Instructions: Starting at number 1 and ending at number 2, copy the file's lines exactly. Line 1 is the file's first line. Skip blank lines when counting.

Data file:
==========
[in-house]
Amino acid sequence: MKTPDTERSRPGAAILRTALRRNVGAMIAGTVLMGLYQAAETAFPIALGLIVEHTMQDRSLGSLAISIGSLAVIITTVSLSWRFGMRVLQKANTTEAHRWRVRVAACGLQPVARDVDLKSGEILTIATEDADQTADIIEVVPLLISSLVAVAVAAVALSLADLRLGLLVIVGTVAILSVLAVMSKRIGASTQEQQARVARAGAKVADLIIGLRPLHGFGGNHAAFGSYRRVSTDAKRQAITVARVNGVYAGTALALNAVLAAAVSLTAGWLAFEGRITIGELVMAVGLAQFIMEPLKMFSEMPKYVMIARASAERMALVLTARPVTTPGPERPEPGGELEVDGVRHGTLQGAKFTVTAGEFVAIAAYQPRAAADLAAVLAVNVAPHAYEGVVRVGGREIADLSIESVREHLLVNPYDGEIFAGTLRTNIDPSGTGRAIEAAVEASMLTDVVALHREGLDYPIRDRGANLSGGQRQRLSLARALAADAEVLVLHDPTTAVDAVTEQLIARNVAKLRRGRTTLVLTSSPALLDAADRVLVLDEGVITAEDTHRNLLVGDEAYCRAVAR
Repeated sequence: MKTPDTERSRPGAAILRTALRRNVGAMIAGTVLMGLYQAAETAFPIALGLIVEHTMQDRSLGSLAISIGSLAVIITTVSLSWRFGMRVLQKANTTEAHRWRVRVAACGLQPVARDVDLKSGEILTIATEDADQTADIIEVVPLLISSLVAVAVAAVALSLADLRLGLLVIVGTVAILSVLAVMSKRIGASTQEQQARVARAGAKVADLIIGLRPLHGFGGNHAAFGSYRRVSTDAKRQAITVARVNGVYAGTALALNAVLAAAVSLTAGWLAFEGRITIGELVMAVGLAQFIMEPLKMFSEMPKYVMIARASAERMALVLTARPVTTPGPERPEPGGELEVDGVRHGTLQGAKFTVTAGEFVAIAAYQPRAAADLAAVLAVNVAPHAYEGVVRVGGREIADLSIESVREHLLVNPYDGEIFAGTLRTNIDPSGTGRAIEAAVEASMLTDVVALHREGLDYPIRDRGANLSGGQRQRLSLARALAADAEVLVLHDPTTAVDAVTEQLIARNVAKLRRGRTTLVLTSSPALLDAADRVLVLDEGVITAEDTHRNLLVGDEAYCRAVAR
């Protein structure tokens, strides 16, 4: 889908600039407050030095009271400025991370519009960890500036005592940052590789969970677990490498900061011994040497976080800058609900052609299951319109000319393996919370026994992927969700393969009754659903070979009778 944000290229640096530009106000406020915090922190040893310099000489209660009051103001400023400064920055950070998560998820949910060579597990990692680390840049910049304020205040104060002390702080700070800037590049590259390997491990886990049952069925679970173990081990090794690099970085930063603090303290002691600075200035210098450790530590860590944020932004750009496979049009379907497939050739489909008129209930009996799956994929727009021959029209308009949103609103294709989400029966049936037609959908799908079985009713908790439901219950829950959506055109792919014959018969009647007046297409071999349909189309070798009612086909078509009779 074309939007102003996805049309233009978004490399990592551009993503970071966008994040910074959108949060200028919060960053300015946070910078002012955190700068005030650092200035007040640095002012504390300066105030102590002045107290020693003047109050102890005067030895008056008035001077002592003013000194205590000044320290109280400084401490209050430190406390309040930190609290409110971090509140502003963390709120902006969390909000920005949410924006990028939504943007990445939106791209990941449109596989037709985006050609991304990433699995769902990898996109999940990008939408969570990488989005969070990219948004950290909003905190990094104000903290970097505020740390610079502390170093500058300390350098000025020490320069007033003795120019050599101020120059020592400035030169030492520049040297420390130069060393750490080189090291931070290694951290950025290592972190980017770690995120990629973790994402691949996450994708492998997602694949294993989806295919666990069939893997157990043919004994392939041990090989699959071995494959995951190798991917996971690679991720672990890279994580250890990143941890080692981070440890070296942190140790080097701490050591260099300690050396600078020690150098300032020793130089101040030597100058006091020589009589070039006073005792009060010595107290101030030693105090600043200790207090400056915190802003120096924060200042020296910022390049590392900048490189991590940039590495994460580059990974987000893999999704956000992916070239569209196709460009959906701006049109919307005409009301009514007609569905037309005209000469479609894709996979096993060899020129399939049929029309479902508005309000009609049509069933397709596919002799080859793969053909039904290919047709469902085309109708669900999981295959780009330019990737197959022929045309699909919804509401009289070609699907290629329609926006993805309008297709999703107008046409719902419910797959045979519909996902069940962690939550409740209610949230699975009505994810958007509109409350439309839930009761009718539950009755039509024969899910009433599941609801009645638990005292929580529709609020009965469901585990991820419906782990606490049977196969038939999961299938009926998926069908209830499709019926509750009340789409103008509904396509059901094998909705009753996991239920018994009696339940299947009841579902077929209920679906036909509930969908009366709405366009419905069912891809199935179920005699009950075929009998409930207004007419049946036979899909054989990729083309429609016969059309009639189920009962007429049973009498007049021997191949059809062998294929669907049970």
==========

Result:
[in-house]
Amino acid sequence: MKTPDTERSRPGAAILRTALRRNVGAMIAGTVLMGLYQAAETAFPIALGLIVEHTMQDRSLGSLAISIGSLAVIITTVSLSWRFGMRVLQKANTTEAHRWRVRVAACGLQPVARDVDLKSGEILTIATEDADQTADIIEVVPLLISSLVAVAVAAVALSLADLRLGLLVIVGTVAILSVLAVMSKRIGASTQEQQARVARAGAKVADLIIGLRPLHGFGGNHAAFGSYRRVSTDAKRQAITVARVNGVYAGTALALNAVLAAAVSLTAGWLAFEGRITIGELVMAVGLAQFIMEPLKMFSEMPKYVMIARASAERMALVLTARPVTTPGPERPEPGGELEVDGVRHGTLQGAKFTVTAGEFVAIAAYQPRAAADLAAVLAVNVAPHAYEGVVRVGGREIADLSIESVREHLLVNPYDGEIFAGTLRTNIDPSGTGRAIEAAVEASMLTDVVALHREGLDYPIRDRGANLSGGQRQRLSLARALAADAEVLVLHDPTTAVDAVTEQLIARNVAKLRRGRTTLVLTSSPALLDAADRVLVLDEGVITAEDTHRNLLVGDEAYCRAVAR